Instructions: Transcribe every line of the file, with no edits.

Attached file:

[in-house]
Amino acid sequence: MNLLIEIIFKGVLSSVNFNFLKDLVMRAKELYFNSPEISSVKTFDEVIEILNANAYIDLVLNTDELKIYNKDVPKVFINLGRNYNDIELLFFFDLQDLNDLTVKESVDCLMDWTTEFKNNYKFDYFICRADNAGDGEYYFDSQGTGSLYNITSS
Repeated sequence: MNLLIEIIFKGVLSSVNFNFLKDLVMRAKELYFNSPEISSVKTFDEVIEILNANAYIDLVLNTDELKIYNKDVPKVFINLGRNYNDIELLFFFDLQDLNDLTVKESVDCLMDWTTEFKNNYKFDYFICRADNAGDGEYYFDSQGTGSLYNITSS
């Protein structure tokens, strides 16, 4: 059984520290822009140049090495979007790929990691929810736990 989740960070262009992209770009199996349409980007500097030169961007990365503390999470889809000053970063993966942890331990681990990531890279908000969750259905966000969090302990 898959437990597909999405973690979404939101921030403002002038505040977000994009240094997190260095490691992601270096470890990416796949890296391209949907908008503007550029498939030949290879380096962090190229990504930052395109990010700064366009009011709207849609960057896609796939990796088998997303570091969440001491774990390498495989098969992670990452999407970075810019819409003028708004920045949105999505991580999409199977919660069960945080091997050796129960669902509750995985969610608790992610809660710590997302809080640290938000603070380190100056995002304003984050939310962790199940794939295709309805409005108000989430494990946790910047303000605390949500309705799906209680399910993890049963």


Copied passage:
[in-house]
Amino acid sequence: MNLLIEIIFKGVLSSVNFNFLKDLVMRAKELYFNSPEISSVKTFDEVIEILNANAYIDLVLNTDELKIYNKDVPKVFINLGRNYNDIELLFFFDLQDLNDLTVKESVDCLMDWTTEFKNNYKFDYFICRADNAGDGEYYFDSQGTGSLYNITSS
Repeated sequence: MNLLIEIIFKGVLSSVNFNFLKDLVMRAKELYFNSPEISSVKTFDEVIEILNANAYIDLVLNTDELKIYNKDVPKVFINLGRNYNDIELLFFFDLQDLNDLTVKESVDCLMDWTTEFKNNYKFDYFICRADNAGDGEYYFDSQGTGSLYNITSS
């Protein structure tokens, strides 16, 4: 059984520290822009140049090495979007790929990691929810736990 989740960070262009992209770009199996349409980007500097030169961007990365503390999470889809000053970063993966942890331990681990990531890279908000969750259905966000969090302990 898959437990597909999405973690979404939101921030403002002038505040977000994009240094997190260095490691992601270096470890990416796949890296391209949907908008503007550029498939030949290879380096962090190229990504930052395109990010700064366009009011709207849609960057896609796939990796088998997303570091969440001491774990390498495989098969992670990452999407970075810019819409003028708004920045949105999505991580999409199977919660069960945080091997050796129960669902509750995985969610608790992610809660710590997302809080640290938000603070380190100056995002304003984050939310962790199940794939295709309805409005108000989430494990946790910047303000605390949500309705799906209680399910993890049963």